Catalogue No.


Composed and recorded in 1974, The Internecine Project is a classic Roy Budd score, released here on vinyl for the very first time.

Coming from the “peak” Roy Budd period – post Carter and pre Diamonds - this score neatly bridges the two with Carter-like hypnotic jazz driven cues and superb Diamonds style drama.

The film itself was a slick British thriller directed by Ken Hughes, set in a gloomy London and based around espionage and murder. The plot is simple; former spy Robert Elliot (the ice cool James Coburn – with interesting facial hair and equally as interesting wardrobe) is given a big government job. In order to cut all questionable ties and clean up his rather grubby past he devises a plan in which all of his dodgy associates unwittingly kill each other on the same night – and in alphabetical order. The film’s unusual and often misspelt name comes from the word internecine – the definition of which is conflict within a group.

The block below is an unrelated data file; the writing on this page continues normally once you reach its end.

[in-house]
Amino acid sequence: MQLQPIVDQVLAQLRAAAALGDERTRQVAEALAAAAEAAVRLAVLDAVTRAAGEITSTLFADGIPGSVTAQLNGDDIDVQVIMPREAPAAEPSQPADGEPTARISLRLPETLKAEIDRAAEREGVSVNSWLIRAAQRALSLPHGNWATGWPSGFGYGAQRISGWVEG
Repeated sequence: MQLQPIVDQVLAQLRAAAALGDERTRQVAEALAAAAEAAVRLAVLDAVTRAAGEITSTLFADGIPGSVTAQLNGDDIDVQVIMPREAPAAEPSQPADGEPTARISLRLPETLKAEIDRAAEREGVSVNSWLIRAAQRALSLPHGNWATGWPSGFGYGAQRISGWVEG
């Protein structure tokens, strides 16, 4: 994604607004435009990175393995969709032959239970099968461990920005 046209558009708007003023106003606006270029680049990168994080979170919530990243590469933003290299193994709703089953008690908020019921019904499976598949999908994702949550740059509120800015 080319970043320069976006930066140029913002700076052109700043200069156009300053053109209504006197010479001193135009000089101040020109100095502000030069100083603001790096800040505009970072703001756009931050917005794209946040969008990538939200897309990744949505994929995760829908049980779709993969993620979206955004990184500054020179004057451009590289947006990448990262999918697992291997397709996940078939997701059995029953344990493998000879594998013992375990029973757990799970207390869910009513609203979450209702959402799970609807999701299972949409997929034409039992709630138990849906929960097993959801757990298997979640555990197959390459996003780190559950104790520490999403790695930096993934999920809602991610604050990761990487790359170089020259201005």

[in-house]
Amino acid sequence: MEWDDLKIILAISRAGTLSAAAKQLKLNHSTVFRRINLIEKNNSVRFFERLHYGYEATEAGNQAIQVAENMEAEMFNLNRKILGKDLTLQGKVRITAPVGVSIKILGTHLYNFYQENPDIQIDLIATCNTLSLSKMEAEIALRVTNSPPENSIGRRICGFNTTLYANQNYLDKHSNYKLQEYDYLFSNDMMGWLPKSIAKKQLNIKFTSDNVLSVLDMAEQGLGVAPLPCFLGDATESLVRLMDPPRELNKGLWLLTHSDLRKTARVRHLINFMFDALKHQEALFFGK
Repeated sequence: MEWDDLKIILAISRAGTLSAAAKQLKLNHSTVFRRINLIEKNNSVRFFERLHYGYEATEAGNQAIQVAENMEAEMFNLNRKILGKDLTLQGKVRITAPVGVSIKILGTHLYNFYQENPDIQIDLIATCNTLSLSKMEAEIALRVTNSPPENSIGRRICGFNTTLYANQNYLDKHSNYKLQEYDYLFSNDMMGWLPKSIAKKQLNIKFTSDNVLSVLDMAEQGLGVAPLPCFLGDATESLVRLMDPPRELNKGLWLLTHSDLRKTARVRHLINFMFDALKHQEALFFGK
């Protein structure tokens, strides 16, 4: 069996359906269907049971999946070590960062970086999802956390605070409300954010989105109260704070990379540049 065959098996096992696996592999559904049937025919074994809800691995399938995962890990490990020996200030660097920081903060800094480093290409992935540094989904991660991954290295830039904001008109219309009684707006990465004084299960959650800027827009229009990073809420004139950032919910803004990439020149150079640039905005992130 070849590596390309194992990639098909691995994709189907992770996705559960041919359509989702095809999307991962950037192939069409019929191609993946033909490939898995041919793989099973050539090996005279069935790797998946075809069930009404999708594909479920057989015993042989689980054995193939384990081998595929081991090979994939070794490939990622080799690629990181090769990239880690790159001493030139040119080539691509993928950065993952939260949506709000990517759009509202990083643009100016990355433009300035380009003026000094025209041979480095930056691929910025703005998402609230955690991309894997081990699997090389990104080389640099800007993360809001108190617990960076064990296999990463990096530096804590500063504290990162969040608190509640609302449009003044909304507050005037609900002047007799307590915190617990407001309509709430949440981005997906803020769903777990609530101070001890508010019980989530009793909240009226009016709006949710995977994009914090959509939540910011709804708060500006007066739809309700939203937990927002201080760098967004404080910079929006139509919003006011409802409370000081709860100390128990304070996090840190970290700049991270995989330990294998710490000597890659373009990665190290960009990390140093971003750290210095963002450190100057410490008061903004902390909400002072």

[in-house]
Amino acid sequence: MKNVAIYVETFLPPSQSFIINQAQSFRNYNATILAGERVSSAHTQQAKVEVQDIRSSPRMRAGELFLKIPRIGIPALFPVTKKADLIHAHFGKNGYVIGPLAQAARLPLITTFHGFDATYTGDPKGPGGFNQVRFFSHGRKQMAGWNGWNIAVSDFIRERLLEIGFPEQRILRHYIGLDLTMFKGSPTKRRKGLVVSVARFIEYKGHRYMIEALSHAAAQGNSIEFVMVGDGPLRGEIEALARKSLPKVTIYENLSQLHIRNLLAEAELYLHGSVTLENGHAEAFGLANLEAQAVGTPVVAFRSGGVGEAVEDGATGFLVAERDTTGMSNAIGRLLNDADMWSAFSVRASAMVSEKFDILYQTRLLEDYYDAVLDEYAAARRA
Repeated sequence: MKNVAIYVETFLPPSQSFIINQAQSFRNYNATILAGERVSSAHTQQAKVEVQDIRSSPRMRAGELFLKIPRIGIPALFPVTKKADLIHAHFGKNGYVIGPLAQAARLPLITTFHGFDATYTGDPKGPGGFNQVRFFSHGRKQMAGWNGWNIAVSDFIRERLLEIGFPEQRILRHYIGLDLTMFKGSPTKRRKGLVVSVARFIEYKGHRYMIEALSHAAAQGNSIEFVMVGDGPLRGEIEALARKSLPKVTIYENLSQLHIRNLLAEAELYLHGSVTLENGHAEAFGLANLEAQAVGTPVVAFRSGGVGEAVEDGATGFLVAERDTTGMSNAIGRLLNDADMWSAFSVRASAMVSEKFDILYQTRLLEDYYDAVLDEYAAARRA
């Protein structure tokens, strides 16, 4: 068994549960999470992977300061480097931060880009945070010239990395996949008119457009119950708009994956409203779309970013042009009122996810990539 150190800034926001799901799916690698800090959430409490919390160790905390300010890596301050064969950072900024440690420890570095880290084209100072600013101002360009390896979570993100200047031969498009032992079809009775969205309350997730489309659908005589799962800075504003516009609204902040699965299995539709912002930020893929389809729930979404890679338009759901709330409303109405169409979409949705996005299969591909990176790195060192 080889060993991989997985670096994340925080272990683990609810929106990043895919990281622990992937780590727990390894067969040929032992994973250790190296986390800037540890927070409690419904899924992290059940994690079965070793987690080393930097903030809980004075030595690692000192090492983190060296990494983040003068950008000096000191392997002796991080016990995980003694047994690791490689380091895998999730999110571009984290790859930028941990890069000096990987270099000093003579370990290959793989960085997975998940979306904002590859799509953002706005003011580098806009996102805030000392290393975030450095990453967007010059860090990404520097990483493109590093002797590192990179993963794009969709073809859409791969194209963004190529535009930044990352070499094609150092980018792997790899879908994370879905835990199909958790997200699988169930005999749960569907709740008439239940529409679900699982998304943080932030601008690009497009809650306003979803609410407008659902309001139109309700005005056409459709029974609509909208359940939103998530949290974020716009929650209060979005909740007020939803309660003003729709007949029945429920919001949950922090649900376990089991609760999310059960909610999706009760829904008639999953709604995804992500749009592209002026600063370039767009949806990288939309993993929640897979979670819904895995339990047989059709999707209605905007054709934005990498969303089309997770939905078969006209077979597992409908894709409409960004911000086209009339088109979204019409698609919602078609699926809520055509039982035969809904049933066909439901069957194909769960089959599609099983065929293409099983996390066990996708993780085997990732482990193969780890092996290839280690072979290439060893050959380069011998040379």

Before preparing this score for issue I sat down to watch the film. I have vague memories of seeing it on late night TV sometime in the 1980s when such B Movie British productions were regularly rolled out to fill TV graveyard slots, but had no memory of the Budd score. The music on this release comes directly from the original Budd masters, and interestingly a couple of the cues were dropped from the film, some appear in edited form. But here we have all the Budd cues that were made, in their entirety.

The more you listen to this soundtrack the more you realise just how distinctive Roy Budd soundtracks really are. Few composers have such a knack and economy when it comes to tension, even fewer have a genuine voice. It’s great to be able to add this to the growing list of Budd scores now available and finally on wax.

Rest in peace Roy. And we’re still listening.

Jonny Trunk 2019